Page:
The Face With Two Left Feet

The Face With Two Left Feet.
Laser Films 1979.

Before watching the movie:

A hotel cook starts disco dancing to impress a girl because he happens to have a resemblance to John Travolta is pretty much all I have to go on for this movie. Also it was produced in Italian. I assume things get out of hand.

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Movie Movie

Movie MOvie. Warner Bros. 1979.

Before watching the movie:

I never heard of this movie before I found I had it available to me, but I like movies that satirize the movie business, and there are some big names I recognize here, so I decided to go ahead with it.

The summary I saw described it as specifically poking fun at the movies of the 30s, carrying the same ensemble through multiple genres, so it’s probably somewhat but not very much like the Hollywood Director improv game where one player keeps changing the genre on the other players while they improvise a scene.

Anthology movies are hard to synopsize though.

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Kazaam

Kazaam. Touchstone Pictures 1996.

Before watching the movie:

I’m not sure if anyone else felt this way, but at the time that this and Space Jam came out, it seemed to me like you were either for one kids’ movie starring a basketball player or the other, and while I did get a Kazaam toy from whatever restaurant had the promotion, Space Jam had Looney Toons and space aliens, so it was no contest which one I went to see.

This is also the subject of a modern Mandela Effect misremembering, as a lot of people, myself included, started to remember the existence of a movie starring Sinbad as a genie named Shazam instead of Shaq as a genie named Kazaam. Which is strange that I fell into that too, because as I said above, I definitely remembered that it starred a basketball player, and Sinbad is a comedian.

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Going in Style

Going in Style. Warner Bros. 1979.

Before watching the movie:

I didn’t realize until I started looking for the poster that there was what appears to be a remake a couple of years ago. While the combination of Morgan Freeman, Michael Caine, and Alan Arkin sounds pretty compelling, I’m also drawn to the idea of seeing George Burns and Art Carney together too. Lee Strasberg is not as big a name, but I’m sure he’ll probably hold his own with the other two.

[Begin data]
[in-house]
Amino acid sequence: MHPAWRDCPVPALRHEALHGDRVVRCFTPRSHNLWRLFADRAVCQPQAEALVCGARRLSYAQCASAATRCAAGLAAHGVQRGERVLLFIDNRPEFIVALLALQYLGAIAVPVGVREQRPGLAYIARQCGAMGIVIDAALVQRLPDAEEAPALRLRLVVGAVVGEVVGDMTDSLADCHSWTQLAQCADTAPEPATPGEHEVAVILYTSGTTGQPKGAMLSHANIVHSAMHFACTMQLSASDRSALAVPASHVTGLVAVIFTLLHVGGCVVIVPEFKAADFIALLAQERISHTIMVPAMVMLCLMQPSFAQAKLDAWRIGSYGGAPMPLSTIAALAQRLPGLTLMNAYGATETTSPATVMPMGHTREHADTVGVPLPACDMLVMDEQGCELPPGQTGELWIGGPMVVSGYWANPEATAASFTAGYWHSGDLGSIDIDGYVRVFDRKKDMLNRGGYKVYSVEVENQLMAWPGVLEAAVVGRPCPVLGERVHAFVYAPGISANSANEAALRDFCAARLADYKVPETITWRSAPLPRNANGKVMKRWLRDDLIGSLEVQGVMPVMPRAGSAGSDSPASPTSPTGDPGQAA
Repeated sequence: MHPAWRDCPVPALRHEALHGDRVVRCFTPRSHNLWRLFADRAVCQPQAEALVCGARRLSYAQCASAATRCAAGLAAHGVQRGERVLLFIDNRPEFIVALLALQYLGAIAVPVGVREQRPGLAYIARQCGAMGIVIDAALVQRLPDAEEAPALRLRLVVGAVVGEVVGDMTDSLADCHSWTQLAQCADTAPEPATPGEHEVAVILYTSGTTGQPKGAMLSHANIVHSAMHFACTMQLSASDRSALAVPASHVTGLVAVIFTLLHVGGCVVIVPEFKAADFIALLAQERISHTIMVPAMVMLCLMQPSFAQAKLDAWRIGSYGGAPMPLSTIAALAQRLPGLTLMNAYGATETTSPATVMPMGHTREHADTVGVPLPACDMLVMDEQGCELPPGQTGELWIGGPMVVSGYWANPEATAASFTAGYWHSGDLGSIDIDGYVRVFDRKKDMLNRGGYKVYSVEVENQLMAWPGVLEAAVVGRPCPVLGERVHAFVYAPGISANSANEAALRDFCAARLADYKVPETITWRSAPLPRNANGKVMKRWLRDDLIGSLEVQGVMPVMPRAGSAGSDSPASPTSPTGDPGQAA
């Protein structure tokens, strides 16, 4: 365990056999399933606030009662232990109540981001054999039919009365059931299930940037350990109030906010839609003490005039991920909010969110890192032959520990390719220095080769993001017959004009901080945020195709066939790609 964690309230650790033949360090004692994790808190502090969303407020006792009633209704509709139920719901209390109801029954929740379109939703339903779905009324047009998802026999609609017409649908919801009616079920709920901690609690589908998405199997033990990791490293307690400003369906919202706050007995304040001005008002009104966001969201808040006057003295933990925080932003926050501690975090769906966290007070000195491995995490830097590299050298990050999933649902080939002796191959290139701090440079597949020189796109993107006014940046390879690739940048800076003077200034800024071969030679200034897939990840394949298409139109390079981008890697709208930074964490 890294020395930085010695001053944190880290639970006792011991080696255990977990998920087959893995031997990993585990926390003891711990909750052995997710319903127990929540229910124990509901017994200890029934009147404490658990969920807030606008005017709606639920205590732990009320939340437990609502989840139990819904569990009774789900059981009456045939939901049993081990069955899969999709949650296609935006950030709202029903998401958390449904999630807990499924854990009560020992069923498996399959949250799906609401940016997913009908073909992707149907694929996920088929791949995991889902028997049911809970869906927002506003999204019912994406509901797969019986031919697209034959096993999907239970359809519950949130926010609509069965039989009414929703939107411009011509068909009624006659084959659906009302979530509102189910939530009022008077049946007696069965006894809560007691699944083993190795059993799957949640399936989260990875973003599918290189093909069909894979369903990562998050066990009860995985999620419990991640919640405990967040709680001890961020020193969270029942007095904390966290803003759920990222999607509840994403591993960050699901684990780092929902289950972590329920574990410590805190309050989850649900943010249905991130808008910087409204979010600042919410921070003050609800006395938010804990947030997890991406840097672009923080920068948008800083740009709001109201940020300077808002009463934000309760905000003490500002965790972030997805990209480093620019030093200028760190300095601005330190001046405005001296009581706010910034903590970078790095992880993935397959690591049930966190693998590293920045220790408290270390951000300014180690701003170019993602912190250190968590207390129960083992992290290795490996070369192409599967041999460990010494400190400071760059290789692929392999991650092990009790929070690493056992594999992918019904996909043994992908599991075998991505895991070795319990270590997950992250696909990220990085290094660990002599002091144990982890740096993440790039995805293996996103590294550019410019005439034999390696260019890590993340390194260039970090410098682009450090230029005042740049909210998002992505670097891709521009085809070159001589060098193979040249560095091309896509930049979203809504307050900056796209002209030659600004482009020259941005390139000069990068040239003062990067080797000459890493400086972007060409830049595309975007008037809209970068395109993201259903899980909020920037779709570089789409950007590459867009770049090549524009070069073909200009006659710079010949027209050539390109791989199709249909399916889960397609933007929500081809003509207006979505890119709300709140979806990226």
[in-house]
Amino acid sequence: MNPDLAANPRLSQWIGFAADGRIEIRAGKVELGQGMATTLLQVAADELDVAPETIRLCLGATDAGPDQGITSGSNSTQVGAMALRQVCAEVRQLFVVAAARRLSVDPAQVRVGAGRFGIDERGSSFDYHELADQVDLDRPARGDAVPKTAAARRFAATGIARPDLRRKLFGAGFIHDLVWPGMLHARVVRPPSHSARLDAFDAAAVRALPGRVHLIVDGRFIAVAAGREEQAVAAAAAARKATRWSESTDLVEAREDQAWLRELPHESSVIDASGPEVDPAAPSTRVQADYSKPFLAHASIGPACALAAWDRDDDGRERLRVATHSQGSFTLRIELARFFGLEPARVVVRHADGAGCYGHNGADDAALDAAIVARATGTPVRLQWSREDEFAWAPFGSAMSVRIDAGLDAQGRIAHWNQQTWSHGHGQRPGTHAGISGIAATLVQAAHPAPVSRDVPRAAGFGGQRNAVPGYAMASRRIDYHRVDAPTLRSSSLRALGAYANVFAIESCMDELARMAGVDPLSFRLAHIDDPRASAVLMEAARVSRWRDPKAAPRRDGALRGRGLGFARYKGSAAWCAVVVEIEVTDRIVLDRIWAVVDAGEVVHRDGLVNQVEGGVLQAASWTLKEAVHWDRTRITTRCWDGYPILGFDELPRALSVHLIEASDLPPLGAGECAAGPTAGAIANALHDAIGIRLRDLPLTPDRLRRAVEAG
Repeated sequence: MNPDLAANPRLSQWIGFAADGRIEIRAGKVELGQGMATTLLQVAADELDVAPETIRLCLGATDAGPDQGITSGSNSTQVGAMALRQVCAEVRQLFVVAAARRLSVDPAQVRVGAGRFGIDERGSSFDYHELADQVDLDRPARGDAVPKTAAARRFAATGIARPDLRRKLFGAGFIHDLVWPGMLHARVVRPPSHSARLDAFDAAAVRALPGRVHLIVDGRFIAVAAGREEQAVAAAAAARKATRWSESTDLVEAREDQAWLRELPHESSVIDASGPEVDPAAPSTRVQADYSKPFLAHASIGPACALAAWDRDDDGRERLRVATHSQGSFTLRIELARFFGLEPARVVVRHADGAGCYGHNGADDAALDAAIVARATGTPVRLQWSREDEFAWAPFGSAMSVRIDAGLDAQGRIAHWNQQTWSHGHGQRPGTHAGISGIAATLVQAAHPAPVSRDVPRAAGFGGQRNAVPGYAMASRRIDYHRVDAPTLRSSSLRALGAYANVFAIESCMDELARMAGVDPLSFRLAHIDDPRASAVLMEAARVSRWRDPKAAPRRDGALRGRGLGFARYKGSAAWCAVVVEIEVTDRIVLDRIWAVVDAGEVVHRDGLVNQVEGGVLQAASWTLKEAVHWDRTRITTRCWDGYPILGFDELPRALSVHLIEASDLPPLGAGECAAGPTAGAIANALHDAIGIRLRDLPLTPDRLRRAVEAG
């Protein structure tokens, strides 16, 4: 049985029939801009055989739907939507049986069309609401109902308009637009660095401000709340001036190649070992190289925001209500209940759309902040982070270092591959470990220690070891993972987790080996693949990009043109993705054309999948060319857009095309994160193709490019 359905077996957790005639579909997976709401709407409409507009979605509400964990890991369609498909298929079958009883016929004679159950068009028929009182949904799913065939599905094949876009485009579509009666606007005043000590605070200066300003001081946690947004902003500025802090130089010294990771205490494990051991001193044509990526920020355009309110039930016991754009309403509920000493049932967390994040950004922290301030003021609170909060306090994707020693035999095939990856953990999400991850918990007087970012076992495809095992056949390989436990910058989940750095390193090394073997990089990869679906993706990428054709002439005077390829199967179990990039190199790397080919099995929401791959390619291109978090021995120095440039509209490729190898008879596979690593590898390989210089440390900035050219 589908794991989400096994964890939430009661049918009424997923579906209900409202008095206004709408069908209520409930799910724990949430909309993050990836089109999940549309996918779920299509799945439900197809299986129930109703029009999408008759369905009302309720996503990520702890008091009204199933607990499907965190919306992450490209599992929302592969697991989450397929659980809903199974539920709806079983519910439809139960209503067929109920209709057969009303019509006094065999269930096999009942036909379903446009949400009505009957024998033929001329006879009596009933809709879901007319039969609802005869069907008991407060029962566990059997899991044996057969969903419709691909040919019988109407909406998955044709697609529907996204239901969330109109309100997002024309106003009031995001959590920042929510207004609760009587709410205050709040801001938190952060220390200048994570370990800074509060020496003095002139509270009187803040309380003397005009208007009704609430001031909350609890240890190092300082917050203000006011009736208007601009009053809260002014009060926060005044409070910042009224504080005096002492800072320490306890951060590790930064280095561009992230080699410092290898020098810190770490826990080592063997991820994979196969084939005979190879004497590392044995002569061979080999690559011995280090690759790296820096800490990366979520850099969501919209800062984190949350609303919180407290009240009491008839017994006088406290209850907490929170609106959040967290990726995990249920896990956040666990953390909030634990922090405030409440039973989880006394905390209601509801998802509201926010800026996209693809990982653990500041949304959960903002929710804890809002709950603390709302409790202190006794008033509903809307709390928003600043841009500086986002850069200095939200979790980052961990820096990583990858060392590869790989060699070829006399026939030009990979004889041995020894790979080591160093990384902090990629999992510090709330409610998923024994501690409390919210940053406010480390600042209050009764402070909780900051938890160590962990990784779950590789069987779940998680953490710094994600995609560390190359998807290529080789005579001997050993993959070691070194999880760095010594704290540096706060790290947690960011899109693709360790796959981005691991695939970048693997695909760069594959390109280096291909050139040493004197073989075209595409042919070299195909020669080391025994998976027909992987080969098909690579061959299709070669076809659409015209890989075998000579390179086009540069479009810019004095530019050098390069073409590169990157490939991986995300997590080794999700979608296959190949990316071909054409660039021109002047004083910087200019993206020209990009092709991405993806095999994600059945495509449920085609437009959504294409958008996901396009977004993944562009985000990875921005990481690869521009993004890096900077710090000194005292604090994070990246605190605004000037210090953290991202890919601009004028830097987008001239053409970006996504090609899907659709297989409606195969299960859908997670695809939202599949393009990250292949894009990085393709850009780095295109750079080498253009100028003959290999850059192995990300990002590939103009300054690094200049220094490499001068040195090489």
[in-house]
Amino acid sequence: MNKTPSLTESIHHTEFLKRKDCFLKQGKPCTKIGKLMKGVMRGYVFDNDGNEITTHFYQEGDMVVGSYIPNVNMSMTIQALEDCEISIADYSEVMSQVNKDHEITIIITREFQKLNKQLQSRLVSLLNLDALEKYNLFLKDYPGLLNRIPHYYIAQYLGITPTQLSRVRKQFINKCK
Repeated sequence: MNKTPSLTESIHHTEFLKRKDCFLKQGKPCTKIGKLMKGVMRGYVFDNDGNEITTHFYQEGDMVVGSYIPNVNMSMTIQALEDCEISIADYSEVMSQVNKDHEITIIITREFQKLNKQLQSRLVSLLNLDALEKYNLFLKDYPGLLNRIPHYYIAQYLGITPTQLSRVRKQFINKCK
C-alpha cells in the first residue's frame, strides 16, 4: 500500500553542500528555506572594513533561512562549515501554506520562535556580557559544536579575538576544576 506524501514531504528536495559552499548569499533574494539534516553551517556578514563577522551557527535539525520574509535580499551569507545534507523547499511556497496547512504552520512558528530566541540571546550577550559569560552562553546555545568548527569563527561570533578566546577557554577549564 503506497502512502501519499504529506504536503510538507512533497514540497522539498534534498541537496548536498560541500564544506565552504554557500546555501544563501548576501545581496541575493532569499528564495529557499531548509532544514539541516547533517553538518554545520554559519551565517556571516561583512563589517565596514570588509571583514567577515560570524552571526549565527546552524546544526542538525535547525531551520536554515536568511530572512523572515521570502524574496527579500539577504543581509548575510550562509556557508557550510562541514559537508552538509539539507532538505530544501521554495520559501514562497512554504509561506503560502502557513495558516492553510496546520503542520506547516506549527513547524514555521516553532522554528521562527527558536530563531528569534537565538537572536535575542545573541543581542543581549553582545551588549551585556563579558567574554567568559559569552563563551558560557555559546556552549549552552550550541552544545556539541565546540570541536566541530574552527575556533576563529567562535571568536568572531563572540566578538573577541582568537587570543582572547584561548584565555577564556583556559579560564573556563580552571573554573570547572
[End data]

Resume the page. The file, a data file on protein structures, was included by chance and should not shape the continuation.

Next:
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Kindergarten Cop

Kindergarten Cop. Imagine Entertainment 1990

Before watching the movie:

I feel like this is the peak of Arnold Schwarzenegger’s bankability. He went from a bodybuilder of little note outside the body building circuit to a breakout action star overnight, and now a few years later, he’s in a family-ish comedy about how he’s out of his element and toddlers are too much for him to handle.

I’m expecting a fun, snap-together vehicle comedy. Nothing that breaks ground, but fun worth coming back to. It seems to have stood out among his comedies as one people love.

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Three Guys Named Mike

Three Guys Named Mike. Metro-Goldwyn-Mayer 1951.

Before watching the movie:

This seems like more of a pulp kind of movie, something produced to have something fresh to bring audiences to the theater. It’s likely a contract picture. The title is almost as unimaginative as the choices in the 2018 TX-10 US representative race. They don’t have to all be named Mike, but it’s an extra gimmick to create a little more interest in a love-polygon story.

So, three romance stories in one movie, with the tension coming from the fact that only one of them can end completely happily. Not the worst way to spend 90 minutes.

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Mr. Mom

Mr. Mom. Sherwood Productions 1983.

Before watching the movie:

I’ve never seen much evidence that this movie is much more than, “Haha, a man has to take care of his children while his wife goes to work! How upside-down is this world?” I can hold out hope for some mention of how the expectation that men will always be away from the family at work leads to men who were never taught how to maintain a household, but it seems unlikely.

It’ll probably be funny, but just, maybe not the kind of funny that’s aged well.

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